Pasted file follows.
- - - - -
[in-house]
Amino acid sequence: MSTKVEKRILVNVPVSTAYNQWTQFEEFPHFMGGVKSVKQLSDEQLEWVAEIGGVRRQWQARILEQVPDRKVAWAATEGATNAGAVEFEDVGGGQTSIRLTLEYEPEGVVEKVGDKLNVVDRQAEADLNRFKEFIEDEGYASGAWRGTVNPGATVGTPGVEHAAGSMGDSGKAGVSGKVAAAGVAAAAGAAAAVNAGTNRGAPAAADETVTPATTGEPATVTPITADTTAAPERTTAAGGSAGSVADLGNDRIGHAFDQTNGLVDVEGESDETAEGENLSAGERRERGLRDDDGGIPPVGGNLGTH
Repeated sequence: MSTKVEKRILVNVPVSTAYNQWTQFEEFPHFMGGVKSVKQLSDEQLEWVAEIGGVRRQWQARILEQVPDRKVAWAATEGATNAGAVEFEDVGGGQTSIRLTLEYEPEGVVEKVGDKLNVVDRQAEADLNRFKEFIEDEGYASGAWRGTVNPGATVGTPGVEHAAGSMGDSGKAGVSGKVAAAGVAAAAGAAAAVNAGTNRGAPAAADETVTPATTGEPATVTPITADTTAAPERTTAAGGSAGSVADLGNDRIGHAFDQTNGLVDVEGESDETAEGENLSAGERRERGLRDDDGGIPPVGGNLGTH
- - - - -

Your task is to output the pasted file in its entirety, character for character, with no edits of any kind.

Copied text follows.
[in-house]
Amino acid sequence: MSTKVEKRILVNVPVSTAYNQWTQFEEFPHFMGGVKSVKQLSDEQLEWVAEIGGVRRQWQARILEQVPDRKVAWAATEGATNAGAVEFEDVGGGQTSIRLTLEYEPEGVVEKVGDKLNVVDRQAEADLNRFKEFIEDEGYASGAWRGTVNPGATVGTPGVEHAAGSMGDSGKAGVSGKVAAAGVAAAAGAAAAVNAGTNRGAPAAADETVTPATTGEPATVTPITADTTAAPERTTAAGGSAGSVADLGNDRIGHAFDQTNGLVDVEGESDETAEGENLSAGERRERGLRDDDGGIPPVGGNLGTH
Repeated sequence: MSTKVEKRILVNVPVSTAYNQWTQFEEFPHFMGGVKSVKQLSDEQLEWVAEIGGVRRQWQARILEQVPDRKVAWAATEGATNAGAVEFEDVGGGQTSIRLTLEYEPEGVVEKVGDKLNVVDRQAEADLNRFKEFIEDEGYASGAWRGTVNPGATVGTPGVEHAAGSMGDSGKAGVSGKVAAAGVAAAAGAAAAVNAGTNRGAPAAADETVTPATTGEPATVTPITADTTAAPERTTAAGGSAGSVADLGNDRIGHAFDQTNGLVDVEGESDETAEGENLSAGERRERGLRDDDGGIPPVGGNLGTH